The Cutchogue United Methodist Church building is for sale.
The historic Main Road structure, built in 1927, went on the market last week as part of an ongoing plan to consolidate Methodist congregations in Southold and Cutchogue and construct a new church elsewhere in Southold Town, Pastor Tom MacLeod said.
In June, church officials closed Southold United Methodist Church and put it up for sale, citing declining membership and ever-increasing maintenance costs. In the months since, the Southold and Cutchogue congregations have been worshiping together in Cutchogue under the name North Fork United Methodist Church.
The Cutchogue church will remain open until a buyer is found.
“There has been a grief issue,” the Rev. MacLeod said. “These buildings mean a lot to many people and they have served the community for years. But more than that, there is a renewed sense of excitement. We are a bigger church now than we were before the merger. A lot of the older members want to move into a new building. They see the vision and are looking forward to moving toward it.”
Since the two Methodist congregations got together, there has been a steady uptick in membership and a renewed sense of commitment to the church among parishioners, the Rev. MacLeod said, pointing to a recent church dinner that raised more than $6,000 for local families in need.
Moreover, it was an “easy event,” he said, thanks to the helping hands of the congregation’s 60 regular members.
“We are stronger with more people,” the Rev. MacLeod said. “Almost everyone from Southold came to Cutchogue. With this bigger congregation, there is a great sense of community. That allows us to do more.”
The Southold church bulding is currently listed for $1.6 million. And while it has received some interest from potential buyers, no one has made an offer. The Cutchogue church is priced at $990,000. The parsonage building, across the street, is priced separately at $599,000.
“The building is in excellent condition and hopefully can continue to serve the community,” said agent Dougall Fraser of Daniel Gale Sotheby’s International Realty in Cutchogue. “There is a lot of potential for the building, whether it becomes a wine tasting room or a gallery for artists, perhaps even something like a restaurant.
“Or, some of these types of buildings have been turned into beautiful homes,” he continued. “There are a variety of options of people to sell to.”
The Rev. MacLeod and his congregation plan to use the proceeds from the eventual sales of both church properties to fund construction of a new church somewhere on Route 48 between the Riverhead Town line and Orient.
“When the Methodist Church was first founded, the idea was to build churches every three-and-a-half to five miles apart,” he said. “Those were the days of horse and buggies. Methodists represented 20 percent of the population then. It made the churches commutable and they were full of people. Today, Methodists make up 2.2 percent of the population and we can travel more than five miles to worship.”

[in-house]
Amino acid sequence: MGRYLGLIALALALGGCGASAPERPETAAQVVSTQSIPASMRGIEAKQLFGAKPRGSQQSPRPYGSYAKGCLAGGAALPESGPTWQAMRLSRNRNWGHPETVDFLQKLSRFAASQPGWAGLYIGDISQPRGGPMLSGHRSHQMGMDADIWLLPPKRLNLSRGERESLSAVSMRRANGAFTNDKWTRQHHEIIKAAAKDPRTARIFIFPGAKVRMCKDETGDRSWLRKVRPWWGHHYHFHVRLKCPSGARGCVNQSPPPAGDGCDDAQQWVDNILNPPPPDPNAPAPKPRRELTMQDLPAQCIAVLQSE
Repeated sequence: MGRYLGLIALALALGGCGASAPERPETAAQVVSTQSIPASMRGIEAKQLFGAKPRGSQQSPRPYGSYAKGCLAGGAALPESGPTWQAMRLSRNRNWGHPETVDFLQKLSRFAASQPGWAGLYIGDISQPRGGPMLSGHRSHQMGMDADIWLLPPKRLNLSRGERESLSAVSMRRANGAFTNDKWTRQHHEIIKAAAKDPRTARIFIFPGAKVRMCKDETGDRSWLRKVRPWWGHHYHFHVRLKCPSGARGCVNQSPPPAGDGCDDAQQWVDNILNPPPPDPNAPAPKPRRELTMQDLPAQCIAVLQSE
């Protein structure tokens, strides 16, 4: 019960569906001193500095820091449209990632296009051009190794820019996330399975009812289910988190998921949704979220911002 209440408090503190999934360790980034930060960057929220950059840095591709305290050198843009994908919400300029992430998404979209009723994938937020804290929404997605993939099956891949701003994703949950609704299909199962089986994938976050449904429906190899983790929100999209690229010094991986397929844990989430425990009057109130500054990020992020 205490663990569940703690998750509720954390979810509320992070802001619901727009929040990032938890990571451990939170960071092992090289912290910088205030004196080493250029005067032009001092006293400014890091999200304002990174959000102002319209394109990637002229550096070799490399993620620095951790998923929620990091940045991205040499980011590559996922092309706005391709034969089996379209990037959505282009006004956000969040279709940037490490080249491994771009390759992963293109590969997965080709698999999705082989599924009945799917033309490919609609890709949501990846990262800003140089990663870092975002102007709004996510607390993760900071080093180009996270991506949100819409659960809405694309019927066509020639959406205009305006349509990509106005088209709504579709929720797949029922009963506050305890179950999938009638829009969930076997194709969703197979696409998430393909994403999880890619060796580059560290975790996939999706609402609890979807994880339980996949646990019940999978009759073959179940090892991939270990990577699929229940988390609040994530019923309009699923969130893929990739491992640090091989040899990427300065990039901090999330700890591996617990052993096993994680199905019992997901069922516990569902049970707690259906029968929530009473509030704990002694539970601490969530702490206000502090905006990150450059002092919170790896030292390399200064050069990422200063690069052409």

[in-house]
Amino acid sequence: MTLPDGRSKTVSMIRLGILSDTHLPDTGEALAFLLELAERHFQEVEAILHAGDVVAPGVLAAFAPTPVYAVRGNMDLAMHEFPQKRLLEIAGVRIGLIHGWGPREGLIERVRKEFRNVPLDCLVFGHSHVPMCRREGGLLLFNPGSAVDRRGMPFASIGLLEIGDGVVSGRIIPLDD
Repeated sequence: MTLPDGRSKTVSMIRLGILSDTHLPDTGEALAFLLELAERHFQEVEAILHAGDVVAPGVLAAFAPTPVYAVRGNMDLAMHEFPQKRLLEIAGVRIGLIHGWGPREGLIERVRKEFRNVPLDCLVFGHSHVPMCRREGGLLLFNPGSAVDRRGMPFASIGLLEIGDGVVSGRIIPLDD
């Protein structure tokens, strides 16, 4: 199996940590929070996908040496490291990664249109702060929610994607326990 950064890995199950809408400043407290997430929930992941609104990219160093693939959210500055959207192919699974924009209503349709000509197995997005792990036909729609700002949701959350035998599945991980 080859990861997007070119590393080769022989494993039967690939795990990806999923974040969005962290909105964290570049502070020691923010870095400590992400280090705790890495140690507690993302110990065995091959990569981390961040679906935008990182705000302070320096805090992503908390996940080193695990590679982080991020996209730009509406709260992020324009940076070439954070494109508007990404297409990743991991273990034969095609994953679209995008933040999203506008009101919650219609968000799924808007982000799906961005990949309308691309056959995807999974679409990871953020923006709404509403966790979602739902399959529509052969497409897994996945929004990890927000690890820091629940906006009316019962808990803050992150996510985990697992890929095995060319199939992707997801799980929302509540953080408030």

The Rev. MacLeod, who began ministering in Cutchogue in July, previously served as pastor at Sag Harbor United Methodist Church, where he successfully led a similar overhaul.
To rescue that ailing congregation, he and other church leaders devised a plan to sell the aging Sag Harbor building, which would otherwise have required at least $1 million worth of repairs. Denis Suskind, a former Southampton Town councilman and onetime partner at Goldman Sachs, purchased the property in 2008 for nearly $3 million.
The sale generated enough money to build a new church and create a savings account for the Sag Harbor congregation’s future, the Rev. MacLeod said.
In April 2013, the former Sag Harbor church building changed hands again. Sloan Schaffer, an art collector and gallery owner with homes in Los Angeles and Florida, purchased the property intending to transform it into a single-family home for himself, according to a Sag Harbor Express article.
The Rev. MacLeod and other North Fork United Methodist Church leaders hope any buyers in Southold or Cutchogue will preserve the buildings as best they can while re-purposing them.
But they recognize that finding a buyer with those goals could be challenging.
“It is a tough market,” the Rev. MacLeod said. “Whoever bought the church would also have [to have] a big vision on how to re-purpose the building.“
Methodists are not the only North Fork denomination that has suffered from declining membership. Sacred Heart Church in Cutchogue was expected to be put on the market earlier this year after the Diocese of Rockville Centre found that repairs needed to bring the post-and-beam structure up to current safety standards would cost around $2 million.
Anticipating a need to protect historic churches while keeping them commercially viable, the Southold Town Board is preparing to unveil new legislation next week, Supervisor Scott Russell said Tuesday.
The draft legislation would allow buyers to apply for special exceptions in the code that allow new town-approved adaptive re-uses for church buildings.